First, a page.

Thursday, April 19, 2012

My Face Book selected one of the Best Books for Babies 2012!

A dad carrying a baby on his front was slowing down when he passed by our booth. I was standing right there, and exchanged a cheerful good morning with the baby. She seemed to be excited to see a lot of books, so I grabbed a copy of “My Face Book,” and showed the pages to her. Excited, the baby’s little arms were flapping like a bird’s wings, so too, her little legs were flailing. I could tell that she was so delighted to see all the babies’ faces, and (imagine) her saying to the babies in the book, “nice to meet you! What a charming person you are!”
I often look into this book. So precious, these faces inspire you to promote world peace (really, I felt that way!).
I am very pleased to tell you that “My Face Book” was selected as one of the Best Books for Babies 2012! The selection committee said:
“Crisp clear photographs of babies—smiling, frowning, yawning, silly and serious—are sure to capture the attention of young listeners who’ll likely return again and again to study the delightfully diverse faces found in this slim board book.”
Haven’t seen the book yet? Don’t miss it. I know you and your little ones will just fall in love with these babies.

Tuesday, April 17, 2012


What are we about?

We’re bringing together people who share our love of reading to help us get books in the hands of kids who need them most. The movement recognizes the incredible effect books can have on a child’s imagination, sparking ambition, overcoming obstacles and inspiring curious minds.

RIF, the nation’s largest children’s literacy nonprofit, delivers free books and literacy resources to kids who need them most. For many of the kids RIF serves, their RIF books are their only books. They are the books that fill their hungry minds and nourish their future successes – in school and life. Since RIF’s establishment in 1966, we’ve provided 35 million kids with 400 million new, free books. Today, there are 16 million kids living in poverty in the U.S. To reach them, RIF needs you. Book People Unite.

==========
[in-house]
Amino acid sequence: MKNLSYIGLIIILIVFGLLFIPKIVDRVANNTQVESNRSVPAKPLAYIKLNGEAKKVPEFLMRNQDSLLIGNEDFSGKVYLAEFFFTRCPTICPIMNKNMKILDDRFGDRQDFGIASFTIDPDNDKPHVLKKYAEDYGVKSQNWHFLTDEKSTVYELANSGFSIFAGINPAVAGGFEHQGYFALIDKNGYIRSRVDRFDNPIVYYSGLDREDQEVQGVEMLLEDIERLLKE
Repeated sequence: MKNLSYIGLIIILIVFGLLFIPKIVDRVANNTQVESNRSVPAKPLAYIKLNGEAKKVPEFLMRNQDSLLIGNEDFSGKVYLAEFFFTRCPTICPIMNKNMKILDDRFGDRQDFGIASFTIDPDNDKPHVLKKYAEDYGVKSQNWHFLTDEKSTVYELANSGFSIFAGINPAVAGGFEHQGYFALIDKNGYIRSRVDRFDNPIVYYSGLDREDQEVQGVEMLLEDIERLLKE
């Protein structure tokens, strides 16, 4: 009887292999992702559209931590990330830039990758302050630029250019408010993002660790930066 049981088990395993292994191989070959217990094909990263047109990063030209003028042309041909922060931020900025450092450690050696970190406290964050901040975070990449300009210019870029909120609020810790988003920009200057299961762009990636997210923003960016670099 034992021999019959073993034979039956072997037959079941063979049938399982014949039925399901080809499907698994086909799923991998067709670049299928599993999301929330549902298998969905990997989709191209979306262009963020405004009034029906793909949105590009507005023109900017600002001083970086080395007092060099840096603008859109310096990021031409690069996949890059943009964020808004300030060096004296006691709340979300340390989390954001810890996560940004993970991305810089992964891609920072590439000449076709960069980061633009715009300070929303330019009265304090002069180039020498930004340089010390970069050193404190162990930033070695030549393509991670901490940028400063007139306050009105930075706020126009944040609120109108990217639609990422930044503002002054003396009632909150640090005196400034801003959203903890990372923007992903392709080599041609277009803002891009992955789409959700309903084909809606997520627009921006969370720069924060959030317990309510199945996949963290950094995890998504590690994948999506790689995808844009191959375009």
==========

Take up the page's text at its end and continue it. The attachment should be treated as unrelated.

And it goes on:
The nation’s oldest federal cultural institution and the largest library in the world, the Library of Congress seeks to spark imagination and creativity, and to further human understanding and wisdom by providing access to knowledge through its magnificent collections, programs and exhibitions. Founded in 1800, the Library serves the U.S. Congress and the nation both on-site, in its reading rooms on Capitol Hill, and through its award-winning website at The Library of Congress is the home of the Center for the Book, a major national force for reading and literacy promotion, and sponsor of the award-winning

Reading lovers are coming together to help us get books into the hands of kids who need them the most. Remember visiting Narnia, playing Jumanji, and eating Green Eggs and Ham? Books can have an incredible effect on children’s lives, yet there’s only one book for every 300 kids living in underserved communities in the U.S. So we’ve brought together some of our most beloved literary characters to help make this film and rally Book People for the cause.

Wednesday, March 7, 2012


Another Great Review of CRADLE ME!!!

Thank you Debbie Reese, you can view her blog here:

CRADLE ME by Debbie Slier

It is impossible for me not to have positive feelings when I look at the faces of babies. Debby Slier's Cradle Me had me happily gazing at the faces of babies from eleven different tribal nations in their cradle boards.

Inside are babies in their cradleboards, smiling, frowning, peeking, touching, crying, yawning, thinking, looking, sleepy, and sleeping. Beneath each of those words is a line for a parent/librarian/teacher to write that word in--perhaps--the Native language of the child the book is being used with. It is a powerful book because the images are photos, not drawings, and because Slier included a two-page spread that specifies each baby's tribal nation.

When you use the book, make sure you use present tense verbs! I recommend it and think you'll enjoy it, too. (Note, 3/2/2012: Cradle Me is published by Star Bright Books.)

Who is Debbie Reese?

A founding member of the Native American House and American Indian Studies program at the University of Illinois. she is on the Literature Advisory Board for Reading is Fundamental and the Advisory Board for Reach Out and Read American Indian/Alaska Native.

First Peoples listed her site as one of the Top Five Native Blogs and Podcast to follow. School Library Journal's Elizabeth Burns featured her site as her Blog of the Day on July 2, 2007, and in 2007, the ALA's Association for Library Service to Children invited her to write a blog post for their site.

Sunday, February 5, 2012

Announcing the Dedication of the RIF, Reading Is Fundamental, 2011/2012 Multi Cultural Collection at the Library Of Congress, February 8th, 2012